I am somewhat confused about when things are allocated on the heap (and I need to release them) and when they are allocated on the stack (and I don't need to relese them).

Is there a rule of thumb?

I think in C++ the rule of thumb is that if you use the new keyword they are on the heap. What is the rule with objective c? How can I tell when something is allocated on the stack?

Will this line of code be allocated on the stack?

NSString *user = @"DEFAULT";

Objective-C is easy in this regard.

All Objective-C Objects Are Always Allocated On The Heap.

Or, at the least, should be treated as if they are on the heap.


NSString *user = @"DEFAULT";

The string object is not technically in the heap, but might as well be. Namely, it is generated by the compiler and is a part of your app's binary. It doesn't need to be retained and released because the class (NSCFConstantString, IIRC) overrides retain/release/autorelease to effectively do nothing.

As for when you do and don't release objects, you should read (and re-read) the Objective-C memory management guide.

(There is one other exception, but it is a rather esoteric detail; blocks start on the stack and you can Block_copy() them to the heap. Blocks also happen to be Objective-C objects, but that is rarely exposed in use.)

  • 4
    Upvoting because of the blocks exception, you should make a copy when you expect the block to be used after destruction of the scope within which it was declared. Copying moves a block to the heap.
    – Pablo A.
    Jul 21 '16 at 13:31

In Objective-C, it's easy: all objects are allocated on the heap.

The rule is, if you call a method with alloc or new or copy in the name (or you call retain), you own that object, and you must release it at some point later when you are done with it. There has been plenty written on the subject.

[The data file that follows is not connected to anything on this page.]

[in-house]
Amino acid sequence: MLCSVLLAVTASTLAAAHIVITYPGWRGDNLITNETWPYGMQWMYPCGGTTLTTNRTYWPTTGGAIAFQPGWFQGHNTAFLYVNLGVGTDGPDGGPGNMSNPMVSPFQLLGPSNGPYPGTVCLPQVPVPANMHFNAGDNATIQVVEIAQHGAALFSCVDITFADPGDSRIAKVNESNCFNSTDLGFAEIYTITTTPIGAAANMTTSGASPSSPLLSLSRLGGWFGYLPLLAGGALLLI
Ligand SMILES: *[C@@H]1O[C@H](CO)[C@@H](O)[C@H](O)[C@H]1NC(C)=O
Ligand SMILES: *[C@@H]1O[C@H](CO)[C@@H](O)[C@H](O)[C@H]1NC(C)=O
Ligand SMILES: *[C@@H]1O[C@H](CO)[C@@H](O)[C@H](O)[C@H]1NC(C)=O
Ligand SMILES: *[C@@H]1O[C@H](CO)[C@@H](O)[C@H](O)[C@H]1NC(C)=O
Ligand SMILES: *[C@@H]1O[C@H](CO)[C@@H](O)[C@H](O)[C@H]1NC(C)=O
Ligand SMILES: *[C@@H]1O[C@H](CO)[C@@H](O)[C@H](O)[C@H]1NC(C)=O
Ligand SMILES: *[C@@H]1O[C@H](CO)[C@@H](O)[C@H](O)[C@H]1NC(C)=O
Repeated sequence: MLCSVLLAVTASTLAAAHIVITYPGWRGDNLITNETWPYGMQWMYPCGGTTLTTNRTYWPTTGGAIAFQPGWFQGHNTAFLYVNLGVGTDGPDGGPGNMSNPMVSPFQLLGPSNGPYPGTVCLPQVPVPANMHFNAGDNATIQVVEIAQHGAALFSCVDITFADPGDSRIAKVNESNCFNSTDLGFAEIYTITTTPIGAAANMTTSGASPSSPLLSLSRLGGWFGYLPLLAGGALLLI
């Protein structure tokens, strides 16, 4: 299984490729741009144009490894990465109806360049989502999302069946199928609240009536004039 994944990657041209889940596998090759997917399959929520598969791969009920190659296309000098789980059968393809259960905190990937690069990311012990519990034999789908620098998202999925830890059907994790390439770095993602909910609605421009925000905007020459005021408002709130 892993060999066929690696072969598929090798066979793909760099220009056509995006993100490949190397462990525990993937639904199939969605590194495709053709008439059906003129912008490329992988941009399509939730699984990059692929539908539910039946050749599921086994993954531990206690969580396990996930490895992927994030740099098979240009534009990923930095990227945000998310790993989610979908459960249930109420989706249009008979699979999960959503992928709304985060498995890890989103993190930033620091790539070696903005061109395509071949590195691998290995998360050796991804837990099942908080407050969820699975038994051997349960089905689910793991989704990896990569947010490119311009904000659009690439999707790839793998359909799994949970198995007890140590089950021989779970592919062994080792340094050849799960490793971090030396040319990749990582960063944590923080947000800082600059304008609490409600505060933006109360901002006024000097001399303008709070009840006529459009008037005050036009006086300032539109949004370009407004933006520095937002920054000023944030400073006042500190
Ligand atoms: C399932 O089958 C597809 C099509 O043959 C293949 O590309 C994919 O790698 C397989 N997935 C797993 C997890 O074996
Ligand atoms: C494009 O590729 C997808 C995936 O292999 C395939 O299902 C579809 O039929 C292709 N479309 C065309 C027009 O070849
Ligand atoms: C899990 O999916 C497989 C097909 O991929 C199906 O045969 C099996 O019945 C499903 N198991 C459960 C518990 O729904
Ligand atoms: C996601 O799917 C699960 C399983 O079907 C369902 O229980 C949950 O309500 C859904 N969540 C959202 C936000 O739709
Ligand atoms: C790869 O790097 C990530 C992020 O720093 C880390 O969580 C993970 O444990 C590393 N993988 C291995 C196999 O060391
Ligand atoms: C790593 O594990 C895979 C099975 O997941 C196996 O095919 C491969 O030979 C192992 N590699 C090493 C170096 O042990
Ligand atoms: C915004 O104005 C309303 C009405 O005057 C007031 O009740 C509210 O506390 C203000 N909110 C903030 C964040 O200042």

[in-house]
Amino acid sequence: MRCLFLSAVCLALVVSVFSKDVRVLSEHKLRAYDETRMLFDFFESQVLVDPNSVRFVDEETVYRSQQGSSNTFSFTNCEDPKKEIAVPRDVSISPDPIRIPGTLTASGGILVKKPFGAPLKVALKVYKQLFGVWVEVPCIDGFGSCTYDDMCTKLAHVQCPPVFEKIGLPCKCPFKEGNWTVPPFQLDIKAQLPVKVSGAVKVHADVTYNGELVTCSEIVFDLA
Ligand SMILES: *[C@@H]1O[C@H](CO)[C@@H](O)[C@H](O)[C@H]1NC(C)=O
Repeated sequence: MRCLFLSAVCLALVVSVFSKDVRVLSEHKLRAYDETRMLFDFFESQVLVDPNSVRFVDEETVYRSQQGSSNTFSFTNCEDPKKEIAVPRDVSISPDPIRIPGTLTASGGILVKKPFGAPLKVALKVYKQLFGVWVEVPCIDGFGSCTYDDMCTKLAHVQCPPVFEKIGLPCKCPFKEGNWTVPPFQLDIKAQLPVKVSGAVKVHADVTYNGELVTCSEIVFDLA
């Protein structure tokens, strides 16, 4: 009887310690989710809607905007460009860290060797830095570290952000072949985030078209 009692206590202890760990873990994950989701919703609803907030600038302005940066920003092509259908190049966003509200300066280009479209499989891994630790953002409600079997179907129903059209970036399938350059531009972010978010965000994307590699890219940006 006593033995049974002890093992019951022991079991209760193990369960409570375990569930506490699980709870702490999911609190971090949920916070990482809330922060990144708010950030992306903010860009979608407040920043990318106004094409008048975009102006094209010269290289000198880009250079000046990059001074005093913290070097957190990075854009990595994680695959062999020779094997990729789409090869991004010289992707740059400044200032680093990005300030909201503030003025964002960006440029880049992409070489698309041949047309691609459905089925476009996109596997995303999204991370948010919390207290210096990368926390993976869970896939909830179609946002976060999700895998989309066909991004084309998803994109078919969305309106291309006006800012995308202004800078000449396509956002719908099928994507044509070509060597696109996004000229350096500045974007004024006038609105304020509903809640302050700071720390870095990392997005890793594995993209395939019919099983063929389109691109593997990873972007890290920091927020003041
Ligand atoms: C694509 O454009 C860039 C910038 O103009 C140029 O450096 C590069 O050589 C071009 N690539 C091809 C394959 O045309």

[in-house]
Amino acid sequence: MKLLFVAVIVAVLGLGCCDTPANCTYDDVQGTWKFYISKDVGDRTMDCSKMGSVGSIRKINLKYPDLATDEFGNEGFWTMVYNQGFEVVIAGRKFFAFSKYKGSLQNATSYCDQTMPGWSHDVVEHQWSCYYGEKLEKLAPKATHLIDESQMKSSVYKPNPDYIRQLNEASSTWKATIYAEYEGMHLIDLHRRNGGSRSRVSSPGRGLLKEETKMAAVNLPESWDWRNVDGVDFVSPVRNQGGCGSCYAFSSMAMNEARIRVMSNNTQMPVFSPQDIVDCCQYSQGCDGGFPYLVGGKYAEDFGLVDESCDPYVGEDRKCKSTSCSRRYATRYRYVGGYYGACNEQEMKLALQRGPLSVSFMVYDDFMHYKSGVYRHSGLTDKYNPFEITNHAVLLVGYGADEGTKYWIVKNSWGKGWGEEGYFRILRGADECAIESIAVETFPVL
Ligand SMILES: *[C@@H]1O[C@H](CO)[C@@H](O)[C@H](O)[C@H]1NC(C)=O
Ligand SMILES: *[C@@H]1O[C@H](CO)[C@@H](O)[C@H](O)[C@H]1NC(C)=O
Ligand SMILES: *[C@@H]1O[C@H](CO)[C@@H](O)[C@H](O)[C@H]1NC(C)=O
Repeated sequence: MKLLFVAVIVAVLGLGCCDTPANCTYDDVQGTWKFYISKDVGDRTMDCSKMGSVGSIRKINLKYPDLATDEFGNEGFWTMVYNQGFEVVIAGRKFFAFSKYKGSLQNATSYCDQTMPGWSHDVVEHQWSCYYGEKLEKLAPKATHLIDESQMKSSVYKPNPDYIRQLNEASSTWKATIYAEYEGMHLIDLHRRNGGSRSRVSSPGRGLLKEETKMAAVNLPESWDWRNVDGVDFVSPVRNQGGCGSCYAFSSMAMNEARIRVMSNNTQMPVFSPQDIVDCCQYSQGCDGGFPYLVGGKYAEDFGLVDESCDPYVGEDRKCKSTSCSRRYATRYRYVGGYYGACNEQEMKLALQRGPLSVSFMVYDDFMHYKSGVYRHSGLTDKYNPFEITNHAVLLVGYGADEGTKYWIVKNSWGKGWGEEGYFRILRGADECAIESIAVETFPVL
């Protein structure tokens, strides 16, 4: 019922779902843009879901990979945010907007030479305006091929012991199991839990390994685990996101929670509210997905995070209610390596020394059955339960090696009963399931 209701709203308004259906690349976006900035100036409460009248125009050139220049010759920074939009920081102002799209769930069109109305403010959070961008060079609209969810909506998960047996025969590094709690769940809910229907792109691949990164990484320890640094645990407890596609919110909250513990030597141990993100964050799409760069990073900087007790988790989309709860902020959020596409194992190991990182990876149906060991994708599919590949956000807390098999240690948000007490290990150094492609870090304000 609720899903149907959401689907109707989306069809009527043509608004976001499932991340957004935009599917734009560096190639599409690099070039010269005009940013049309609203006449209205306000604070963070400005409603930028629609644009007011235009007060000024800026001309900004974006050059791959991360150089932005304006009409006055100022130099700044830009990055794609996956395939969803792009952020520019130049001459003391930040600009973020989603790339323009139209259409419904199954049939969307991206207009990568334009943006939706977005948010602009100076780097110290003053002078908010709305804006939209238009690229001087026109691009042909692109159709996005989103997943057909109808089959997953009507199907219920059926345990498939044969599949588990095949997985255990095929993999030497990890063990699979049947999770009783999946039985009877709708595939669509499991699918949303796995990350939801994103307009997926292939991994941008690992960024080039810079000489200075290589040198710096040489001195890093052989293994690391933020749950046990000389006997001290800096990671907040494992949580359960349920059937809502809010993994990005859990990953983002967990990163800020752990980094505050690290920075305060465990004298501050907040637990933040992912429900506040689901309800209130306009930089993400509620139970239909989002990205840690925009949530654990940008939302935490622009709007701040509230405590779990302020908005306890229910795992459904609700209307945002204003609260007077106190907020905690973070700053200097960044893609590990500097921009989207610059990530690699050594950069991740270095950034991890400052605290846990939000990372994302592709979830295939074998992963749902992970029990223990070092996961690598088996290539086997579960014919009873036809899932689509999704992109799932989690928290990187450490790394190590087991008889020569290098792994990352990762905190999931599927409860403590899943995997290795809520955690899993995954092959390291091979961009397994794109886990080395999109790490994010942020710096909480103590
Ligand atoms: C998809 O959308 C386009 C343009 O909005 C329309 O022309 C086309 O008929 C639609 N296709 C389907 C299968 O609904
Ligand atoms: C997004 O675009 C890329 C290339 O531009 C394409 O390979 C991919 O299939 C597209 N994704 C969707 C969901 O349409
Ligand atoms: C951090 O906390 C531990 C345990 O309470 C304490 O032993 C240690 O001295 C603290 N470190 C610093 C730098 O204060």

The example you give is a special case: that's a static string, I believe it is actually located in the program's data segment (on the heap), but it's static so you don't need to worry about releasing it.

  • 2
    I think that retain should also be in the list. Dec 1 '10 at 17:21
  • Keep in mind that blocks are allocated on the stack by default.
    – DanSkeel
    Mar 31 '18 at 10:27

There are no stack allocations of objects in Objective-C (Blocks are a different case that I'm not going to get into here)

NSString *user = @"DEFAULT";

That allocates a NSConstantString object in constant memory, not on the stack.

  • 2
    There is no such thing as "constant memory", really, though it is an accurate description. It is really mmap'd readonly memory sourced from a mach-o file on disk (or the dyld shared cache).
    – bbum
    Dec 1 '10 at 22:27
  • I meant static memory, embedded in the binary. Misspoke :) Dec 2 '10 at 1:48

In Objective-C (and many other languages), an object is simply a contiguous blob of memory with a particular layout. Objects are usually created on the heap. The storage for the object pointer variable itself is on the stack but the object it points to is in the heap.

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